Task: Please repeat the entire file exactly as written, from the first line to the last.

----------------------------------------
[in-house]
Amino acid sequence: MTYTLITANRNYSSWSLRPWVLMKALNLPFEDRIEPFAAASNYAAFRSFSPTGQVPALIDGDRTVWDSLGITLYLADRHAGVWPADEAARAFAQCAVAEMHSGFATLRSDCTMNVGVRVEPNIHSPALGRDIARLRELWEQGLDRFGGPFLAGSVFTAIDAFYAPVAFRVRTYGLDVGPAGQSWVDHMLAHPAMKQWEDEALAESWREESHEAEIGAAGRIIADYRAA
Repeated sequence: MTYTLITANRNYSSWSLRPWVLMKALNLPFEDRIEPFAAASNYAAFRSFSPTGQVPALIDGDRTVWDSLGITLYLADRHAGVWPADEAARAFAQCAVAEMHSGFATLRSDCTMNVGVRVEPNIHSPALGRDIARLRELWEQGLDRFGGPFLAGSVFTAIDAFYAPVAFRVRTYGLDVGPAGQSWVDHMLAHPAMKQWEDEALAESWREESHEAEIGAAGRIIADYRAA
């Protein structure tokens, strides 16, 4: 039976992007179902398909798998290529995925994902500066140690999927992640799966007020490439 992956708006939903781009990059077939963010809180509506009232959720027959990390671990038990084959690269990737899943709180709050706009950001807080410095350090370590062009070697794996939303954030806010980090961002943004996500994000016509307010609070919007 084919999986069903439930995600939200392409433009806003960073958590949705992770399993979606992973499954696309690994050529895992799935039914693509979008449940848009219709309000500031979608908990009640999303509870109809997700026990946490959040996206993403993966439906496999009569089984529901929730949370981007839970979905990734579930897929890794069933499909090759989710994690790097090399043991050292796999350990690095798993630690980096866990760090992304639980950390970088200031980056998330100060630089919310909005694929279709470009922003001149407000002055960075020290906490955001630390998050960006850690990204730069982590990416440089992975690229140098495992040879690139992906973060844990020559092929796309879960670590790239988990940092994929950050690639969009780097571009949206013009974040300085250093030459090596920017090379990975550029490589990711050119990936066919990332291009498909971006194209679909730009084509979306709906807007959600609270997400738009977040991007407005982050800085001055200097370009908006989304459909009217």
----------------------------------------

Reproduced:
[in-house]
Amino acid sequence: MTYTLITANRNYSSWSLRPWVLMKALNLPFEDRIEPFAAASNYAAFRSFSPTGQVPALIDGDRTVWDSLGITLYLADRHAGVWPADEAARAFAQCAVAEMHSGFATLRSDCTMNVGVRVEPNIHSPALGRDIARLRELWEQGLDRFGGPFLAGSVFTAIDAFYAPVAFRVRTYGLDVGPAGQSWVDHMLAHPAMKQWEDEALAESWREESHEAEIGAAGRIIADYRAA
Repeated sequence: MTYTLITANRNYSSWSLRPWVLMKALNLPFEDRIEPFAAASNYAAFRSFSPTGQVPALIDGDRTVWDSLGITLYLADRHAGVWPADEAARAFAQCAVAEMHSGFATLRSDCTMNVGVRVEPNIHSPALGRDIARLRELWEQGLDRFGGPFLAGSVFTAIDAFYAPVAFRVRTYGLDVGPAGQSWVDHMLAHPAMKQWEDEALAESWREESHEAEIGAAGRIIADYRAA
């Protein structure tokens, strides 16, 4: 039976992007179902398909798998290529995925994902500066140690999927992640799966007020490439 992956708006939903781009990059077939963010809180509506009232959720027959990390671990038990084959690269990737899943709180709050706009950001807080410095350090370590062009070697794996939303954030806010980090961002943004996500994000016509307010609070919007 084919999986069903439930995600939200392409433009806003960073958590949705992770399993979606992973499954696309690994050529895992799935039914693509979008449940848009219709309000500031979608908990009640999303509870109809997700026990946490959040996206993403993966439906496999009569089984529901929730949370981007839970979905990734579930897929890794069933499909090759989710994690790097090399043991050292796999350990690095798993630690980096866990760090992304639980950390970088200031980056998330100060630089919310909005694929279709470009922003001149407000002055960075020290906490955001630390998050960006850690990204730069982590990416440089992975690229140098495992040879690139992906973060844990020559092929796309879960670590790239988990940092994929950050690639969009780097571009949206013009974040300085250093030459090596920017090379990975550029490589990711050119990936066919990332291009498909971006194209679909730009084509979306709906807007959600609270997400738009977040991007407005982050800085001055200097370009908006989304459909009217």